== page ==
A prophet said Messiah would be called a Nazarene. So after Herod died and the family was returning from Egypt, he talked Joseph and Mary into moving to Nazareth.
Those prophetic fulfillments already narrowed it down to Jesus being the only man in history who could be Messiah, but Jesus was an over achiever. He kept up the act through his life and even after his death.
He got Judas to betray him into death. He fixed the price of betrayal at 30 pieces of silver. He got Judas to throw down the silver pieces in the Temple. He got the Jewish leaders to use the 30 pieces to buy the potter’s field.
Since Jews executed by stoning, the Romans came in handy again. Jesus used their governor, Pontius Pilate, to execute him by crucifixion, as prophesied. Pilate was so accommodating, he executed Jesus with two thieves, and he placed Jesus between the thieves, as foretold.
The soldiers killing Jesus helped him fulfill prophesies surrounding the cross. They gambled for his clothes, offered him gall, pierced his side, and, though ordinarily they would have broken his legs with bats so he would die before the Sabbath started, oddly, they did not break his legs.
Joseph of Arimathea buried Jesus’ body in his own tomb, so Messiah, though poor, was buried among the rich.
Why believe Jesus? It’s not the best reason, but one reason is, it’s too much work not to. I don’t have the brain power to refute all these prophesies and fulfillments. This Jesus is the Messiah who has power and authority to forgive your sins, and He’s willing.
Wednesday, November 19, 2014
The focus of life is, "none of the above."
The Pagan and secular worlds say we have three options for emphasis in our lives:
3. Thinking (or believing).
Which is it? None of the above.
They overlook the fourth option:
The Doer is God the Father, the Son, and the Holy Spirit.
God creates. The Father creates us, and He creates the rest of the creation for us. Pagans and secularists say this is too self-centered, but since God is love, He doesn't seem to think it is so self-centered for him to create creation for us, nor for us to be occupied with receiving it. Check out Luther's explanation of the First Article. You'll see it there. God is for you.
God redeems. The Son becomes incarnate. The Son lays down his life. No one takes it from him. He works blood atonement on the Cross. For whom does He do this? He invites you to say, "for me." In the words of Luther's explanation of the Second Article, you can say, "Jesus is my Lord, who has redeemed me ... purchased and won me ... that I may be His own." God is for you.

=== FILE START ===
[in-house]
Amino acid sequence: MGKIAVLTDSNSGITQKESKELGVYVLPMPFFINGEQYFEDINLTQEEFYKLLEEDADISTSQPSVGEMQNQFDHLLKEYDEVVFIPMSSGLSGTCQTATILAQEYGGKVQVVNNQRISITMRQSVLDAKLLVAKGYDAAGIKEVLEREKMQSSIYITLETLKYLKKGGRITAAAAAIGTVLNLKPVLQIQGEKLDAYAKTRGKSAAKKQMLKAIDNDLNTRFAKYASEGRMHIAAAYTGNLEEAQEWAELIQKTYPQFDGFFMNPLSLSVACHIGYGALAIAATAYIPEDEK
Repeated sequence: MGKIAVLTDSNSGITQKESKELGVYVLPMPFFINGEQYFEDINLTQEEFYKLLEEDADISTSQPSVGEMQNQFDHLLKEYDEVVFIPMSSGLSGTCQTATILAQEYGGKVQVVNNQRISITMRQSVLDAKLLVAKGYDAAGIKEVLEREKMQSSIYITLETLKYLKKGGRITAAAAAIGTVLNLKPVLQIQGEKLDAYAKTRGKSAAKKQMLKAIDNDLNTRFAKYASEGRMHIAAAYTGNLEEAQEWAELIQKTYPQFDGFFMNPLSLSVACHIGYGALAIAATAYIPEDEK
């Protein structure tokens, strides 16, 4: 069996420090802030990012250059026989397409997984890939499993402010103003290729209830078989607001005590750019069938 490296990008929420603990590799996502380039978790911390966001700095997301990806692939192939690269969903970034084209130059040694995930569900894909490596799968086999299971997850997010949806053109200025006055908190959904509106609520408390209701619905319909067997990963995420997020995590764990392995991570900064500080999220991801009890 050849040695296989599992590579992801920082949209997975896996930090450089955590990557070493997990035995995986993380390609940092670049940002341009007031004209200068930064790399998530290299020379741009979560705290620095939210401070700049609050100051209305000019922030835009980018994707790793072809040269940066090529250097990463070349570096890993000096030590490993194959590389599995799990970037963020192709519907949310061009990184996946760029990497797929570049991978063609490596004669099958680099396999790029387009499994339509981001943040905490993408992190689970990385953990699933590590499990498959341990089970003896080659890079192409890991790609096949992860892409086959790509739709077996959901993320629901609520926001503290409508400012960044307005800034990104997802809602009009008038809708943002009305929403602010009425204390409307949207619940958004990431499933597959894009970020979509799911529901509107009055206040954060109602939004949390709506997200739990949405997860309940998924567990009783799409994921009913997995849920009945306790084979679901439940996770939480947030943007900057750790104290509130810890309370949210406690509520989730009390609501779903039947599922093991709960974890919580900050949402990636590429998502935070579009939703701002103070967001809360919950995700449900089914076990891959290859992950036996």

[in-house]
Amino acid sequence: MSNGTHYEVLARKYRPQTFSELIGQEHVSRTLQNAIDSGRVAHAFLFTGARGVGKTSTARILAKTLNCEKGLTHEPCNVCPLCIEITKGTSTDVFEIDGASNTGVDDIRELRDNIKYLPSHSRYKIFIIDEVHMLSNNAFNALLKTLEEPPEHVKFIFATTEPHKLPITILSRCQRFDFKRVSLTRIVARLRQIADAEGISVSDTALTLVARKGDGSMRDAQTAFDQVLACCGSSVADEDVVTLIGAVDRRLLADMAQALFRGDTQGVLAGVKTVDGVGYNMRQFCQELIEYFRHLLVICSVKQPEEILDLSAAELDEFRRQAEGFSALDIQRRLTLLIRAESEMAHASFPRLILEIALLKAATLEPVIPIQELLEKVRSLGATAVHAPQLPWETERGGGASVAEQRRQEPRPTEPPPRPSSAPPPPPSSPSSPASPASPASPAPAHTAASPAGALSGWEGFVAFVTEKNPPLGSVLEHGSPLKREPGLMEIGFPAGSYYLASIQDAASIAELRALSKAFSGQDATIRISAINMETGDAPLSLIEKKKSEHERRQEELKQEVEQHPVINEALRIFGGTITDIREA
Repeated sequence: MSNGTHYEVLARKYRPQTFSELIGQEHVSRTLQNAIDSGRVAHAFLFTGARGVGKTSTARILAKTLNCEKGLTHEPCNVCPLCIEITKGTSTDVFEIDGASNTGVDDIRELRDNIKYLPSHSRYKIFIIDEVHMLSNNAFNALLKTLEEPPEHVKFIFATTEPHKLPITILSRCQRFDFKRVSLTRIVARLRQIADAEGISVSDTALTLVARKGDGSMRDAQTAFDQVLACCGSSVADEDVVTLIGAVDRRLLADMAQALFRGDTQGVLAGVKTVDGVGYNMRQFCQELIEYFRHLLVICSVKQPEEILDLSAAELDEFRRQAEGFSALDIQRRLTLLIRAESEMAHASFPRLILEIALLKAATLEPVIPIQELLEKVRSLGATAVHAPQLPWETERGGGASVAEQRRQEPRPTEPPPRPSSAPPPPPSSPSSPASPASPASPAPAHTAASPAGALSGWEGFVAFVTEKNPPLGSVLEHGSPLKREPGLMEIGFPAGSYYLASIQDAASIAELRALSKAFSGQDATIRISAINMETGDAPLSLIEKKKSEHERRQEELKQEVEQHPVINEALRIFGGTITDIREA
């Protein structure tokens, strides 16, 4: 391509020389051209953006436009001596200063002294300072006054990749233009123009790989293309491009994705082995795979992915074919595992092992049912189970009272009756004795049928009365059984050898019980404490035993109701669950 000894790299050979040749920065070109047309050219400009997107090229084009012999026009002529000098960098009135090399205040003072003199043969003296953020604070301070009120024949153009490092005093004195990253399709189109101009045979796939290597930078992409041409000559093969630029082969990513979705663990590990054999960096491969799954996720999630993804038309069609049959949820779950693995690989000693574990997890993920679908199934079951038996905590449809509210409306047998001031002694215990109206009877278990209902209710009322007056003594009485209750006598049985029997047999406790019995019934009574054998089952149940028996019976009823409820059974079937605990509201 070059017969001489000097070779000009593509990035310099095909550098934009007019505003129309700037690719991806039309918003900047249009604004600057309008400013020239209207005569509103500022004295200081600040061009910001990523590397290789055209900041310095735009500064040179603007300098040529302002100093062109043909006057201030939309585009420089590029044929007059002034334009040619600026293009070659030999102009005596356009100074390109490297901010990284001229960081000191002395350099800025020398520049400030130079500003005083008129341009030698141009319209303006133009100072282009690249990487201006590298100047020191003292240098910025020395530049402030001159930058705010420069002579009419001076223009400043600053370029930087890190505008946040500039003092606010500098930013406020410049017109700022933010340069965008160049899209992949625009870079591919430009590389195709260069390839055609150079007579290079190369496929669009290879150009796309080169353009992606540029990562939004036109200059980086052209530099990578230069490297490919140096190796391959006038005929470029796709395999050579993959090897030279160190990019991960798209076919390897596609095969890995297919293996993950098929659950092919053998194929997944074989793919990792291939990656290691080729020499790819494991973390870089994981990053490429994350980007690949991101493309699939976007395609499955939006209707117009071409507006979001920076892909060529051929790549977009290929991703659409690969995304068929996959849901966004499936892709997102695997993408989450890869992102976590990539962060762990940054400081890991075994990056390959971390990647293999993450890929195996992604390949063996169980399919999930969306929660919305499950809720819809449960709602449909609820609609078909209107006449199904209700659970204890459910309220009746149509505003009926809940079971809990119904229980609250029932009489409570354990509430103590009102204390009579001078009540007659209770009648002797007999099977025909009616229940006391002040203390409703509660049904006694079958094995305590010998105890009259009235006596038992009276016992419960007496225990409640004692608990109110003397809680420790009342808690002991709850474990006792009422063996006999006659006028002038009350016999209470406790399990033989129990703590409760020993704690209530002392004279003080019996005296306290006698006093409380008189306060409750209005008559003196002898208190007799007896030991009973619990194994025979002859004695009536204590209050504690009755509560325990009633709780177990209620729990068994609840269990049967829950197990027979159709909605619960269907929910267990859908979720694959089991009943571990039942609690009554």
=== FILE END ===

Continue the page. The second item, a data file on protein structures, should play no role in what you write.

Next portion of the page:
God sanctifies. The Holy Spirit is the holifying, sanctifying, the making-holy Spirit. Holiness is not just an inert attribute or property of the Spirit. The word Holy in the name Holy Spirit says what the Spirit DOES. He makes holy. He calls, He gathers, He enlightens, He sanctifies you, and the whole Christian church on earth. God is for you.
God delivers. He delivers justification, faith, and regeneration by the Word using water. He delivers his true body and blood by the Word using bread and wine. With the blood received in your mouth, He delivers to you what the blood was shed for, the forgiveness of sins. In the Word and Sacraments, God is Immanuel, God with us, who visits with consolation for sin and joy in salvation. God is for you.
True Worship. The true worship of God is to receive his gifts.
And the difference between this faith and the righteousness of the Law can be easily discerned. Faith is the latreiva [divine service], which receives the benefits offered by God; the righteousness of the Law is the latreiva [divine service] which offers to God our merits. By faith God wishes to be worshiped in this way, that we receive from Him those things which He promises and offers. (Apology of the Augsburg Confession, IV.49)
Focus. Immerse your life in his gifts, and don't worry, you'll have all the doing, being, and thinking anyone could use. We cannot do, be, or think rightly without his gifts. But mostly, you will have life, and that abundantly and eternally, as a reception by faith of gifts from our Creator, Redeemer, and Sanctifier, the God who is for us and gives us his greatest gift: Himself.